The flower spike is pretty easy to judge. It should be deep green, thick, and firm. It should not move, be soft, bendy, or hard and crispy. It will likely be staked vertically with bamboo or something similar, that is not part of the plant. The spike should not have any yellowing, be sure to check the top of the spike for this. The spike should not be brown or have any weird dark spots. Be aware that flower spikes have nodes, these nodes are growth points and may have a brown, papery sheath covering them, this is fine!

Pests & Ailments

The last thing you need to do before buying an orchid, or any plant for that matter, is check that the orchid does not have visible signs of pests or disease. I have already told you what to look for to indicate a healthy plant, but there is always a chance something new has just arrived and has not yet made a noticable impact on the plant's overall health and appearance. Disease will be most easily avoided by choosing a plant that does not have any of the signs noted above! There is always a chance that an orchid does have something that you can't possibly know about. Orchids are very susceptible to viruses, whenever making changes, repotting, or cutting an old flower spike, it is very important to use clean, sharp, sterilized tools to keep your orchid safe. If you see cuts or callused areas anywhere on the orchid, it's a good move to pass on it. It could be nothing, but it could be an indicator of pests or that someone made a cut to the plant, and you don't know if it was done in a sterile environment or not. The biggest sign of disease you need to lookout for are black spots or splotches which can indicate black rot, it spreads quickly and has to be completely removed if you want to give the orchid a chance. You'll also want to look for bacterial infections like brown rot as well as molds, fungal disease, and botrytis Here are a few good resources for more information on these:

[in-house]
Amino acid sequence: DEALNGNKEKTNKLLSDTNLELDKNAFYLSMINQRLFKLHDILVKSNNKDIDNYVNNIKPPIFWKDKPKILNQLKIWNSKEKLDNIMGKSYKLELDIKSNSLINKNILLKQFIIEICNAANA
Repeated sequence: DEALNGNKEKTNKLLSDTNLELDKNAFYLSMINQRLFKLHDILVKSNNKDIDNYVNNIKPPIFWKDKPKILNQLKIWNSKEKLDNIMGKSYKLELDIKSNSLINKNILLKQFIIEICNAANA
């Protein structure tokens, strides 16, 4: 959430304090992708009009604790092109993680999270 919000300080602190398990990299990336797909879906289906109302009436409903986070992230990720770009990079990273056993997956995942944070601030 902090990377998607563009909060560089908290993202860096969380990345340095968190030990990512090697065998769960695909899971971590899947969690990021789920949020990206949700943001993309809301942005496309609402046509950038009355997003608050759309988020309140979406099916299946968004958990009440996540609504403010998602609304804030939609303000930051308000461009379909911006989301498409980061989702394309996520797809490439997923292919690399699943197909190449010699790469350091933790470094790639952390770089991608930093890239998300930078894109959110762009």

St. Augustine Orchid Society also includes great photo examples of the ailments they list, but do not allow them to be reposted, so you will have to check out the link!

Orchidbliss also has some great advice on pests & disease, and even includes care tips if your orchid takes a turn, so check that out!

Pests are (in my experience) less likely if you are at a big box store like Lowes, but that could vary. The big pests to look out for are mealybugs, mites & scale on the orchid foliage, and smaller, less expected things like fungus gnats, snails, and bugs in (or coming from) the potting medium. These photos below are from the American Orchid Society website. Personally, I have never seen bush snails anywhere but in the medium, munching on roots, but I supposed depending on where you live and if you keep your orchids outside, they might munch the flowers also!

You'll also want to check the pot and medium for signs of mold (fluffy white or white growths) and fungus (variety of colors, and even mushrooms can grow if the medium is kept too moist for too long)

Esentially, just make sure that there isn't anything weird or foreign on the orchid you are bringing to your home (: